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The micro pike from the deep hole

I headed for a stretch of the river that’s maybe three or four foot deeper than the general course where apparently dredging work was carried out in the sixties. I figured they’d be less weed in deeper water. First cast proved that theory was flawed when I reeled in a big chunk of lily rhizome but it was definitely less snaggy than the shallower area where I’d started, and there was also more fish action as I caught two jacks of about 4lb in quick succession, one of whom nearly tore the rod out of my hand with a thwack of a take. I was beginning to enjoy myself, and light levels were dropping as the evening rolled in so I begun to work the deep margin cover for perch.

But then what can only be described as rowing rush-hour began. One man sculls, two man sculls, four man sculls, they all kept coming in what seemed an endless regatta of men and woman in boats; puffing, blowing, shouting, splashing, laughing, swearing and even some waving at me and the dog. It was practically impossible to fish. During a brief lull in the paddling I chanced a quick cast and, unbelievably, hooked another jack! I just managed to land it before it was keelhauled by a single rower totally oblivious to me and the tussle going on beneath his boat. As I unhooked it, a passing two man scull shouted “show us the fish mate!”, which of course I did. And that was that, the boat traffic seemed to fade away and with it my enthusiasm to fish on. So my football avoidance session hadn’t exactly been Premier League but I had some sport from those lively jacks and had spent a couple of hours walking a river that was a pleasure to behold, watching ethereal dragonflies skim and dart and kingfishers hunt for fry from riverside perches. Which was, of course, way, way better than watching football.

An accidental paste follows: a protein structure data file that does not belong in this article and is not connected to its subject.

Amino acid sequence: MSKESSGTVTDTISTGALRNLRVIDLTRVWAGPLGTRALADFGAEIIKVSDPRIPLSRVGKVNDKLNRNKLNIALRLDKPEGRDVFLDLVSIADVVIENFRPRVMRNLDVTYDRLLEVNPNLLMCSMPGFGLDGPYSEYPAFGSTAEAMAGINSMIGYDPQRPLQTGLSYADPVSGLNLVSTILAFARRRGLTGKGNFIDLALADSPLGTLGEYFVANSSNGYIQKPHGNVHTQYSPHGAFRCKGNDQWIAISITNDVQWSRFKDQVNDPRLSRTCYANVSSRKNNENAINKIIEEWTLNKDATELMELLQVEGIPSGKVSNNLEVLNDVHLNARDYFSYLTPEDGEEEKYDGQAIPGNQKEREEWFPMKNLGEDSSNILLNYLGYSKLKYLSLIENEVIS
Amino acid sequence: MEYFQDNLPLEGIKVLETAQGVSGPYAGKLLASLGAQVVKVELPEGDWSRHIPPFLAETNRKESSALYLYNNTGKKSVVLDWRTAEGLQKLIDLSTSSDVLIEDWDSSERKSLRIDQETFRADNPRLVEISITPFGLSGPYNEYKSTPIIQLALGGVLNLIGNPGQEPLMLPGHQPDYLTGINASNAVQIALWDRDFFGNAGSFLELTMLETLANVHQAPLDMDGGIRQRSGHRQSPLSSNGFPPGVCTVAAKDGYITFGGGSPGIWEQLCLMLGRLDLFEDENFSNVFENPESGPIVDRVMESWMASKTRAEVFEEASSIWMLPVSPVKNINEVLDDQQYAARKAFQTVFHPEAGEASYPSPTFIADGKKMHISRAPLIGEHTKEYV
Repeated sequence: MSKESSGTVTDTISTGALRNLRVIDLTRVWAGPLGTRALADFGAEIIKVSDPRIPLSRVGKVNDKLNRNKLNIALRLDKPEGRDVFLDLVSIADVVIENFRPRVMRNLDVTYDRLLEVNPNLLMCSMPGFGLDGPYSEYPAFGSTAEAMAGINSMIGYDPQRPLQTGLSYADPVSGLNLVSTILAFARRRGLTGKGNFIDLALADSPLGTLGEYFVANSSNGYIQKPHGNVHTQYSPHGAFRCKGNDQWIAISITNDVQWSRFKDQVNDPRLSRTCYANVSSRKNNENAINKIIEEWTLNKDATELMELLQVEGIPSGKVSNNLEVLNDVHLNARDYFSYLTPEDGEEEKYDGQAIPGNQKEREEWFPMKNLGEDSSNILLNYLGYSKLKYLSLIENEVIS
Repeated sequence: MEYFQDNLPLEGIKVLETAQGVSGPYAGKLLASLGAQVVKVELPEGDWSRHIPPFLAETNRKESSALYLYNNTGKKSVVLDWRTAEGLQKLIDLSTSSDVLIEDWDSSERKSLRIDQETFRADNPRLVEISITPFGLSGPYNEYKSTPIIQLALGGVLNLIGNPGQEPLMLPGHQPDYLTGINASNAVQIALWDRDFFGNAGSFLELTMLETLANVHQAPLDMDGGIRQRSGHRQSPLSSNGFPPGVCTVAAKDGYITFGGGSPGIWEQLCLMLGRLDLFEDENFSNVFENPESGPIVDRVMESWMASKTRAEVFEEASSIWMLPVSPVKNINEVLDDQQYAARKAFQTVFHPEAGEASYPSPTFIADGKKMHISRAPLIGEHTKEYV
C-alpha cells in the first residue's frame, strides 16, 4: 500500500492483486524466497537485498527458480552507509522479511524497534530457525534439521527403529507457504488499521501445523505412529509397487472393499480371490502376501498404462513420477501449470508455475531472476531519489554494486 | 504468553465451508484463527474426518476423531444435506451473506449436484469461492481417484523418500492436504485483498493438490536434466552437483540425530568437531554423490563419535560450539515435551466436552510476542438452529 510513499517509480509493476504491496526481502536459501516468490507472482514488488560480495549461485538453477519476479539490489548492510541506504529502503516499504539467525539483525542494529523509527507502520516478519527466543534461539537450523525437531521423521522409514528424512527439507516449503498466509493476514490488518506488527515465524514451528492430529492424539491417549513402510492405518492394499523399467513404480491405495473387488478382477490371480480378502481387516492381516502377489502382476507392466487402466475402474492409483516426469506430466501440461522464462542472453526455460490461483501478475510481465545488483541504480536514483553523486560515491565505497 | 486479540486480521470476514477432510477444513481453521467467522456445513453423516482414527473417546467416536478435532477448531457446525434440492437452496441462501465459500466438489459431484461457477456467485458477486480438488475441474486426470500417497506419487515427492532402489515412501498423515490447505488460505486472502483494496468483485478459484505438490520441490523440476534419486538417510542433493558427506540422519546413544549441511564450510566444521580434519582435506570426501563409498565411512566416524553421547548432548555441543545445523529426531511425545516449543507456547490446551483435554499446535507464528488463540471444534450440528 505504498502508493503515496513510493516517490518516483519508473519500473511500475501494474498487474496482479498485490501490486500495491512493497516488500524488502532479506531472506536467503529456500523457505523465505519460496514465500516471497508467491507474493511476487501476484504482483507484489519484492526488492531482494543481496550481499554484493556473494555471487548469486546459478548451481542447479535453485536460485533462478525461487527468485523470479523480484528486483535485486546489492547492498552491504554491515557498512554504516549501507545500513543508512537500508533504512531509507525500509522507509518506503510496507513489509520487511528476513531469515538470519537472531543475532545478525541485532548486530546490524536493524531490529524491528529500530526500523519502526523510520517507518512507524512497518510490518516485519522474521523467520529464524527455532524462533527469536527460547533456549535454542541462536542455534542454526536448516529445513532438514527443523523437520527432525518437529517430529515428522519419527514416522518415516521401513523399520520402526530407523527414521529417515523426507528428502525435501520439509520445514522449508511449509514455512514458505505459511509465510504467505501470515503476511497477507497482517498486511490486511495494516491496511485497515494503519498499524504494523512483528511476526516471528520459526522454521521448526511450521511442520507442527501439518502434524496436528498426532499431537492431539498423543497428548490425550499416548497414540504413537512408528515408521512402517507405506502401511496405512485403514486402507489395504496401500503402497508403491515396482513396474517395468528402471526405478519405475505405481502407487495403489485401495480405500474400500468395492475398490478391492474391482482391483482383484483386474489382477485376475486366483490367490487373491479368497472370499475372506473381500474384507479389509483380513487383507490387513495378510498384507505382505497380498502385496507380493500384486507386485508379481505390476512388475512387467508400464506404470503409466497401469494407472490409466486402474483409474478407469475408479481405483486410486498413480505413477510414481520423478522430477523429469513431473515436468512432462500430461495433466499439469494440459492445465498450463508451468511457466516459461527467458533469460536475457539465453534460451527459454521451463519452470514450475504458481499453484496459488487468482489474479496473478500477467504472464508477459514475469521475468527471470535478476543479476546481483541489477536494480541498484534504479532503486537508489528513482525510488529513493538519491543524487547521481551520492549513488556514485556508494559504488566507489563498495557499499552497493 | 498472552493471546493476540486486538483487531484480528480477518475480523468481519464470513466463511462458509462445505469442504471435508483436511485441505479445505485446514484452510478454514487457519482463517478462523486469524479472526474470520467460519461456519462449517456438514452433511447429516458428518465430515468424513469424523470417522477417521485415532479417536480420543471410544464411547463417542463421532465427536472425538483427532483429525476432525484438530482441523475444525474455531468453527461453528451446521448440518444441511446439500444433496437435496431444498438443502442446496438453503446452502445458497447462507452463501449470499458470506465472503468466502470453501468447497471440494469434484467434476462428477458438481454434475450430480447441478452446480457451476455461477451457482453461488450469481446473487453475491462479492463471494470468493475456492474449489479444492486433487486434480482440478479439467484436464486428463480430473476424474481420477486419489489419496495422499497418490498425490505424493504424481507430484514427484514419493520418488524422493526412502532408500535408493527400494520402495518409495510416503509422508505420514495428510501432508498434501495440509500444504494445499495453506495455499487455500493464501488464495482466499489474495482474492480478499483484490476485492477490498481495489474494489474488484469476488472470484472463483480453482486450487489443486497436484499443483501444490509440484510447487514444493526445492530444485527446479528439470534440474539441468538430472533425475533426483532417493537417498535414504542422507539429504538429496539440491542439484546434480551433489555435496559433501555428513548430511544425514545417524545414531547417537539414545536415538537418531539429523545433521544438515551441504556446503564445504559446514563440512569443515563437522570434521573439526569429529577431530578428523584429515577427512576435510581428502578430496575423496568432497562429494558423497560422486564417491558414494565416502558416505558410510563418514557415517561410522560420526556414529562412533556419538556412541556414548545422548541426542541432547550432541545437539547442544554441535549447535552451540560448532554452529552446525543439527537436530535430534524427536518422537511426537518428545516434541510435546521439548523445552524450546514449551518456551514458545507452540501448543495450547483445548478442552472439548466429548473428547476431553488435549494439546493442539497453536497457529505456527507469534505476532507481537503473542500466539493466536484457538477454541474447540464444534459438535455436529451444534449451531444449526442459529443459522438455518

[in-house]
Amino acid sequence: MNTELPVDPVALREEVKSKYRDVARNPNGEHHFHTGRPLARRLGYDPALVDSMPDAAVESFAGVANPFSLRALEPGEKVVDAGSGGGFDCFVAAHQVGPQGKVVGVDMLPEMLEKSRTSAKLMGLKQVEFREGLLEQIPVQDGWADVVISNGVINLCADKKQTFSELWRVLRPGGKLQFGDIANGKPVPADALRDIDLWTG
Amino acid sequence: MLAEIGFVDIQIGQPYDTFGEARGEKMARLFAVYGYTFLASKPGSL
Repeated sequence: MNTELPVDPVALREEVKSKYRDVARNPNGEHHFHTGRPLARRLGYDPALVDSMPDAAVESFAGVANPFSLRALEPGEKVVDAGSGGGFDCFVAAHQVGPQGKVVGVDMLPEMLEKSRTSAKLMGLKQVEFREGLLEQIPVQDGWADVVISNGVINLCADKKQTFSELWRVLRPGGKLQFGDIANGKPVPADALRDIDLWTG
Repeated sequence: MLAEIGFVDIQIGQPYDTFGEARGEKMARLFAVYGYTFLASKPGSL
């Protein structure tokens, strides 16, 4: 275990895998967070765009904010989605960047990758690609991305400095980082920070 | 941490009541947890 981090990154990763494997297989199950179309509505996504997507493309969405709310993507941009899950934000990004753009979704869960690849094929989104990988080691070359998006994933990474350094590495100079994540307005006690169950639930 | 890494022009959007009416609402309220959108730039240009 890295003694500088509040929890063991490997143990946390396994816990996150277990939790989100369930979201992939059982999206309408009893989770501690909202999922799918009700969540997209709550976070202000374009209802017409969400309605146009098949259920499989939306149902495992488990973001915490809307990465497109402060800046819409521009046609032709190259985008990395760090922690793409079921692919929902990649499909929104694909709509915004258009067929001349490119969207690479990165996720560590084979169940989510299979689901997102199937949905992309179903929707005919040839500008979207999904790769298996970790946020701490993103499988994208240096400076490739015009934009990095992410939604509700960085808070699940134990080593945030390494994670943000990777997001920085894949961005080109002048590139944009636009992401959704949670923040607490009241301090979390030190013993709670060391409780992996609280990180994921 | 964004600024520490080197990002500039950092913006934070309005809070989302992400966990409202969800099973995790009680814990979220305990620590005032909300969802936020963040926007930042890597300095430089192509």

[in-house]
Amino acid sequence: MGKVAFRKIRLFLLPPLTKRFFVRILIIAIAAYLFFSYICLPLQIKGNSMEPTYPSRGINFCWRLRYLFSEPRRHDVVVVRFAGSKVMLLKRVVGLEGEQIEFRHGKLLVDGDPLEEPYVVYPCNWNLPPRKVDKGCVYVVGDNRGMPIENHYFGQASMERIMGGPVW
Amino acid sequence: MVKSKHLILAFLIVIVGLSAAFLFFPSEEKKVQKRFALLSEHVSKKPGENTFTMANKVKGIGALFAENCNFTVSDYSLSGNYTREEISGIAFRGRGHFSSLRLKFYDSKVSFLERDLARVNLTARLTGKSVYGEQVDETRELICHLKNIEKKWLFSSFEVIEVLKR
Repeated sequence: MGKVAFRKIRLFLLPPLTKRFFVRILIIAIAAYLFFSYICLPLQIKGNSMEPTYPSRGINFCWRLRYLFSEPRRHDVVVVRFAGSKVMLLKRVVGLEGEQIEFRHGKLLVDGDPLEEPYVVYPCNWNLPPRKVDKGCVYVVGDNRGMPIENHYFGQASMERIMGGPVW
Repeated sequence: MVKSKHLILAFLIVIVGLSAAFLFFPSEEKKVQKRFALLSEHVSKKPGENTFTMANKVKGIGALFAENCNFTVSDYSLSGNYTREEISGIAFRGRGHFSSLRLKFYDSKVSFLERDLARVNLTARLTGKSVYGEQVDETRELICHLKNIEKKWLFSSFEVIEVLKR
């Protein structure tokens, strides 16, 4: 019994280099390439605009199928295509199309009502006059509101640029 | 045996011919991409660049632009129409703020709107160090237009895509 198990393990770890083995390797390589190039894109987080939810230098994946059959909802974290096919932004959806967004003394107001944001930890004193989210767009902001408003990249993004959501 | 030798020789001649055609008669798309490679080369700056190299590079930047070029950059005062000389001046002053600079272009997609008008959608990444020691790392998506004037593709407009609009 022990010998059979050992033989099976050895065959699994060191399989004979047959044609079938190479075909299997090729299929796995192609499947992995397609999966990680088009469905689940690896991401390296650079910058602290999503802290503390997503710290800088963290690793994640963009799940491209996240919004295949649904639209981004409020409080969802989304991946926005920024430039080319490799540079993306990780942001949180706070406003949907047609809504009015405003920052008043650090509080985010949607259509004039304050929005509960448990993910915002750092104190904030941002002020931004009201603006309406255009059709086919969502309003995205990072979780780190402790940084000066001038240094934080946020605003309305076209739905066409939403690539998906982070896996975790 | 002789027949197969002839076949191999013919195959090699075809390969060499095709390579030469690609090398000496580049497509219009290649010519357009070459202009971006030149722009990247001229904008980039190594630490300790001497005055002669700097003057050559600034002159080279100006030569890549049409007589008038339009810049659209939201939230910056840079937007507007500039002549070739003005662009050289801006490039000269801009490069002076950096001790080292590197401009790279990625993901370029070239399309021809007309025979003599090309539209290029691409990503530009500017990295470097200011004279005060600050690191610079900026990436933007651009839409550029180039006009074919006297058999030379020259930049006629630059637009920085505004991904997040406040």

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None the worse for wear despite the keelhauling!